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I have a friend that hates the entire healthcare system. At times I do too, but only when I get frustrated that things don’t get better! But my friend acts like he knows it all and always finds better solutions than physicians, nurses, wife, friends, anyone… We all could see the danger striking every minute with grotesque consequences for everyone involved.
My friend was very-very sick one day. A brief glance at the situation revealed untreated diabetes, hypertension, likely hyperlipidemia, and – based on the latest labs enforced by the family and friends – acute renal failure, anemia, and thrombocytopenia. This was two years ago when the family reached to me for an opinion. After reading through the three text messages received from the other side of the continent, I had a one-line response: “ER NOW, RUN!”. They called me in an instant for clarification. “I’m not joking, damn it! He’s dying!!! Run”. My friend was anuric (no passing urine), sweating profusely, half delirious, with fever and chills since the day before. Yet, refusing to believe that this healthcare system can help him in any way! Darn it, I knew this man since I was 10 or maybe less. Only the idea that he could die because of such ridiculous stubbornness drove me mad! I felt beyond frustrated about the fact that we, as a healthcare system, could drive one feel even remotely close to such distrust in our ability to get things right. Nevertheless, I wasn’t about to just sit and watch.
I was step-by-step in touch to find out the diagnosis, the treatment, and walk them through the meaning of what they heard and saw. Not unexpected, the diagnosis was acute renal failure. They were planning for a stent. Sounds about right, I thought. That moment I feared for the extent of his hyperlipidemia and the pathological state of his prostate. Vitals and labs made it even worse when they became available. Aside from diabetes, hypertension, hyperlipidemia, prostatic hyperplasia, anemia, and thrombocytopenia, he tested positive for hepatitis C. JEEZ! The test wasn’t necessarily specific, but it was concerning and – together with the other ongoing issues – required close follow-up in the coming months. What do you think that happened after the first follow-up? He stopped going!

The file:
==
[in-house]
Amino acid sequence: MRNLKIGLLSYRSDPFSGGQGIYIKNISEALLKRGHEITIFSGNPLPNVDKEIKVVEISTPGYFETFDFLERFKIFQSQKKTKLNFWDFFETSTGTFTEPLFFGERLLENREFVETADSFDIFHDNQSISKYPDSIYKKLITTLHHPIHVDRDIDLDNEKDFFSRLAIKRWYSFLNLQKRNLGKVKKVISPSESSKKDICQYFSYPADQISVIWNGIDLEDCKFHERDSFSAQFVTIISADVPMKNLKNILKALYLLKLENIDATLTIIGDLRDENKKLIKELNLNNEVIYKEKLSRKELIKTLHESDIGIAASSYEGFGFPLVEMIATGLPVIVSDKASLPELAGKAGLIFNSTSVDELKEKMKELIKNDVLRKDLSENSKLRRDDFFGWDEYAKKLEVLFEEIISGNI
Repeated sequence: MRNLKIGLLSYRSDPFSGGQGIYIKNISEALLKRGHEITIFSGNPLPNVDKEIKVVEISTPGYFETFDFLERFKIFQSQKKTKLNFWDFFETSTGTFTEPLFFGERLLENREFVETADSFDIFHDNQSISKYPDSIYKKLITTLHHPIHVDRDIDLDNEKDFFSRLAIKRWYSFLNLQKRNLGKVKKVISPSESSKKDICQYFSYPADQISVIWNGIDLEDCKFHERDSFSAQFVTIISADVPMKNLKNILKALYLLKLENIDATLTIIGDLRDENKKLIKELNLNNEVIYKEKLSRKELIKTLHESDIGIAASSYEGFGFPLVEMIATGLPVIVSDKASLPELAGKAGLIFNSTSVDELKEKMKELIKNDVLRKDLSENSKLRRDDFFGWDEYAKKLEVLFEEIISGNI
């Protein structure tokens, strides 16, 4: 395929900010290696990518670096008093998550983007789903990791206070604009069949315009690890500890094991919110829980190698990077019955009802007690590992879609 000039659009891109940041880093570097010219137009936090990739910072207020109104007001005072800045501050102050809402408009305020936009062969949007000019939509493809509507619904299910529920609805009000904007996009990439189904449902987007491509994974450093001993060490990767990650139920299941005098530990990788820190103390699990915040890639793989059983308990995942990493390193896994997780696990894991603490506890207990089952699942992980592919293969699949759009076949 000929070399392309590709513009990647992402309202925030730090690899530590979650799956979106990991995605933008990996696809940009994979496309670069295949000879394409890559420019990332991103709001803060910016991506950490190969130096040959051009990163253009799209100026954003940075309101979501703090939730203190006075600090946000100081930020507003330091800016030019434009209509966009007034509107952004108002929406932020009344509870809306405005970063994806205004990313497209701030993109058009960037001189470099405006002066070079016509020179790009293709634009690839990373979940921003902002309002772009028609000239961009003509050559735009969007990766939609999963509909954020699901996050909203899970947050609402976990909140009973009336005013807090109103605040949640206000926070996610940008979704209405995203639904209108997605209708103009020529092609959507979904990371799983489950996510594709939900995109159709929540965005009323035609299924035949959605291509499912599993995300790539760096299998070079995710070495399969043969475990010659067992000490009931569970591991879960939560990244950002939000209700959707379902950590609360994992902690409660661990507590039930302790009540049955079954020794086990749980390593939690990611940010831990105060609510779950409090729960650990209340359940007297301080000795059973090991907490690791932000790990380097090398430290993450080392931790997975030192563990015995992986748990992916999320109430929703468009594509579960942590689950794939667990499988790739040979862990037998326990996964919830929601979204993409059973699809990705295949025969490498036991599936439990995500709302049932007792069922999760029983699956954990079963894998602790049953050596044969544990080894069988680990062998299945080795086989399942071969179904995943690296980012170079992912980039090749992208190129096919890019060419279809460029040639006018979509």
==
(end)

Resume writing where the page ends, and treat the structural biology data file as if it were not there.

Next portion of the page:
For Christ’s sake!!! Any of the above, if untreated, was a death sentence. The extent of body inflammation (i.e. self-shutdown body-panic) was beyond control. The risk of stroke, myocardial infarction or any other sort of cardiovascular event reached clearly double digits and so reached cancer risk. Above allthese, if true, untreated hepatitis C could kill him sooner than cancer and cardiovascular risk combined. It has been now two years and, fortunately, none of them did! Was he just that lucky? He never smoked and had been an outdoor sports’ fan for many years. Having never smoked helped a lot, and so did his generally healthy lifestyle for many years. It was mostly the recent decade that turned the odds against him more than once and it was for a handful of reasons that he allowed himself to reach this tipping point in his life.
I had to agree with him that at some point during the last decade he, indeed, witnessed many clinical wrong decisions which all impacted his life overall and the ability to continue being who he always was. As I was writing in a previous post two months ago, one cannot approach to treat a patient until one understands what is important for that patient. Knowing THIS patient as a friend and knowing his daring love of life and doing great things, his attitude towards healthcare made no sense at first. There was an abysmal distrust installed over the last several years. To be fair, put it this way: we talk a lot about the consequences of losing trust in career development and professional relationships. We keep warning everyone about how important it is to act PERFECT and fix small cracks as soon as they appear in any relationship. This sounds familiar, especially for those of you having a LinkedIn account, I’m sure! I was teaching students for over a decade that none of them can afford to have anything but an impeccable trust history with everyone if they wanted a flourishing career. There were zero outcomes in building anything unless one ensured flawless trusting relationships! I also taught my students that PATIENT COMES ALWAYS FIRST. As a healthcare system, we clearly failed this patient. We failed my friend. Why, would I then expect this friend to trust ANY clinical provider – including myself – if, by all the rules of the game, none of my colleagues would trust another colleague if they will witness a similar extent of the breach of trust?